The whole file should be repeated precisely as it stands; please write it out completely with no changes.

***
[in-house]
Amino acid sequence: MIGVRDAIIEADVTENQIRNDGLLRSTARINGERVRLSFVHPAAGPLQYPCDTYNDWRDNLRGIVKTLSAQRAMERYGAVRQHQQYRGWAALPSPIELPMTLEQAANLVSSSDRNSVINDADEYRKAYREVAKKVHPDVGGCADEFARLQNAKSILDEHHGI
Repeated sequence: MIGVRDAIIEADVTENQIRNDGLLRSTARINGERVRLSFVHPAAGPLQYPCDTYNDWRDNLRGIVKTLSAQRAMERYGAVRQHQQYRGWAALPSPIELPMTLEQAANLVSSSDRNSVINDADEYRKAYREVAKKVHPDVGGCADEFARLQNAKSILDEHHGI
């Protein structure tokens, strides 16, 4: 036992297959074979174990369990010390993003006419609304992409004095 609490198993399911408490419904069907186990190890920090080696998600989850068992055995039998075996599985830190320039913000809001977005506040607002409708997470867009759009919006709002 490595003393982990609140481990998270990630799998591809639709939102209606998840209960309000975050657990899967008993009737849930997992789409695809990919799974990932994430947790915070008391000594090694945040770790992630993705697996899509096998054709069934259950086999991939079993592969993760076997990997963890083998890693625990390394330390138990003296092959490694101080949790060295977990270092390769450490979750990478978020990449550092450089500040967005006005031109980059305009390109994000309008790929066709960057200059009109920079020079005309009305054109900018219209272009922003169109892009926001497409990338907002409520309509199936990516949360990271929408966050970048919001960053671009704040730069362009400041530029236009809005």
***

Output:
[in-house]
Amino acid sequence: MIGVRDAIIEADVTENQIRNDGLLRSTARINGERVRLSFVHPAAGPLQYPCDTYNDWRDNLRGIVKTLSAQRAMERYGAVRQHQQYRGWAALPSPIELPMTLEQAANLVSSSDRNSVINDADEYRKAYREVAKKVHPDVGGCADEFARLQNAKSILDEHHGI
Repeated sequence: MIGVRDAIIEADVTENQIRNDGLLRSTARINGERVRLSFVHPAAGPLQYPCDTYNDWRDNLRGIVKTLSAQRAMERYGAVRQHQQYRGWAALPSPIELPMTLEQAANLVSSSDRNSVINDADEYRKAYREVAKKVHPDVGGCADEFARLQNAKSILDEHHGI
């Protein structure tokens, strides 16, 4: 036992297959074979174990369990010390993003006419609304992409004095 609490198993399911408490419904069907186990190890920090080696998600989850068992055995039998075996599985830190320039913000809001977005506040607002409708997470867009759009919006709002 490595003393982990609140481990998270990630799998591809639709939102209606998840209960309000975050657990899967008993009737849930997992789409695809990919799974990932994430947790915070008391000594090694945040770790992630993705697996899509096998054709069934259950086999991939079993592969993760076997990997963890083998890693625990390394330390138990003296092959490694101080949790060295977990270092390769450490979750990478978020990449550092450089500040967005006005031109980059305009390109994000309008790929066709960057200059009109920079020079005309009305054109900018219209272009922003169109892009926001497409990338907002409520309509199936990516949360990271929408966050970048919001960053671009704040730069362009400041530029236009809005």